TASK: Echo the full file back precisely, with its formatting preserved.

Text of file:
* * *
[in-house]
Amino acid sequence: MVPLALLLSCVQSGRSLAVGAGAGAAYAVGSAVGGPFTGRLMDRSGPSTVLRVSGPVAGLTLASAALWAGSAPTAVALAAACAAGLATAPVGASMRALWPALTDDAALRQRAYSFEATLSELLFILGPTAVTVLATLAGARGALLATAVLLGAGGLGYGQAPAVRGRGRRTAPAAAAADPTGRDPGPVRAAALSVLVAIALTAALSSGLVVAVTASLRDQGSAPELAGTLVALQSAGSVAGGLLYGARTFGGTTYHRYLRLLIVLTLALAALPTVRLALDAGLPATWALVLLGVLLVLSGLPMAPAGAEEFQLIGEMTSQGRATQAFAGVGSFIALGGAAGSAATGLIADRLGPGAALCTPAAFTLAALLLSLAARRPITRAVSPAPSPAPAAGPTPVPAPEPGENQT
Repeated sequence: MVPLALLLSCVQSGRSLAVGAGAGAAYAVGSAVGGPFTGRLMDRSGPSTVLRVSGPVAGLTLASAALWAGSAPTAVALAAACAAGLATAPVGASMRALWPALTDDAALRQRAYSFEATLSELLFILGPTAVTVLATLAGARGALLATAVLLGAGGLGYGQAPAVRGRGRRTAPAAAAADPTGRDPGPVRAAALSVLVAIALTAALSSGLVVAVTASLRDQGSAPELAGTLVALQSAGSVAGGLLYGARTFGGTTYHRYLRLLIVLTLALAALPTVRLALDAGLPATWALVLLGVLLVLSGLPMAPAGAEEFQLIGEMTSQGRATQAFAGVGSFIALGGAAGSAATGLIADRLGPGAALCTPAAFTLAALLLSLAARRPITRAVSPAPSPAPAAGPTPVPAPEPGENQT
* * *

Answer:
[in-house]
Amino acid sequence: MVPLALLLSCVQSGRSLAVGAGAGAAYAVGSAVGGPFTGRLMDRSGPSTVLRVSGPVAGLTLASAALWAGSAPTAVALAAACAAGLATAPVGASMRALWPALTDDAALRQRAYSFEATLSELLFILGPTAVTVLATLAGARGALLATAVLLGAGGLGYGQAPAVRGRGRRTAPAAAAADPTGRDPGPVRAAALSVLVAIALTAALSSGLVVAVTASLRDQGSAPELAGTLVALQSAGSVAGGLLYGARTFGGTTYHRYLRLLIVLTLALAALPTVRLALDAGLPATWALVLLGVLLVLSGLPMAPAGAEEFQLIGEMTSQGRATQAFAGVGSFIALGGAAGSAATGLIADRLGPGAALCTPAAFTLAALLLSLAARRPITRAVSPAPSPAPAAGPTPVPAPEPGENQT
Repeated sequence: MVPLALLLSCVQSGRSLAVGAGAGAAYAVGSAVGGPFTGRLMDRSGPSTVLRVSGPVAGLTLASAALWAGSAPTAVALAAACAAGLATAPVGASMRALWPALTDDAALRQRAYSFEATLSELLFILGPTAVTVLATLAGARGALLATAVLLGAGGLGYGQAPAVRGRGRRTAPAAAAADPTGRDPGPVRAAALSVLVAIALTAALSSGLVVAVTASLRDQGSAPELAGTLVALQSAGSVAGGLLYGARTFGGTTYHRYLRLLIVLTLALAALPTVRLALDAGLPATWALVLLGVLLVLSGLPMAPAGAEEFQLIGEMTSQGRATQAFAGVGSFIALGGAAGSAATGLIADRLGPGAALCTPAAFTLAALLLSLAARRPITRAVSPAPSPAPAAGPTPVPAPEPGENQT